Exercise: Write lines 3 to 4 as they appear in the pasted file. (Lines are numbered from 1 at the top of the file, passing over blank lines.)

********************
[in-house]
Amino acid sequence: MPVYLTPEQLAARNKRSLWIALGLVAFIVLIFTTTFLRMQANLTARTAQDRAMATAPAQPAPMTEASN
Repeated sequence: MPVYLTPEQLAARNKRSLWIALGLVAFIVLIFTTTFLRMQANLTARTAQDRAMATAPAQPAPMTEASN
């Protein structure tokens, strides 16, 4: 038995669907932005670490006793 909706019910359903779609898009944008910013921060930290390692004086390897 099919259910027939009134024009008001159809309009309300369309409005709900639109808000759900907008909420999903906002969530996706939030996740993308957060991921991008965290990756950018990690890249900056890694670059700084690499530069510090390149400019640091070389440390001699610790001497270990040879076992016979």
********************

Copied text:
Repeated sequence: MPVYLTPEQLAARNKRSLWIALGLVAFIVLIFTTTFLRMQANLTARTAQDRAMATAPAQPAPMTEASN
């Protein structure tokens, strides 16, 4: 038995669907932005670490006793 909706019910359903779609898009944008910013921060930290390692004086390897 099919259910027939009134024009008001159809309009309300369309409005709900639109808000759900907008909420999903906002969530996706939030996740993308957060991921991008965290990756950018990690890249900056890694670059700084690499530069510090390149400019640091070389440390001699610790001497270990040879076992016979």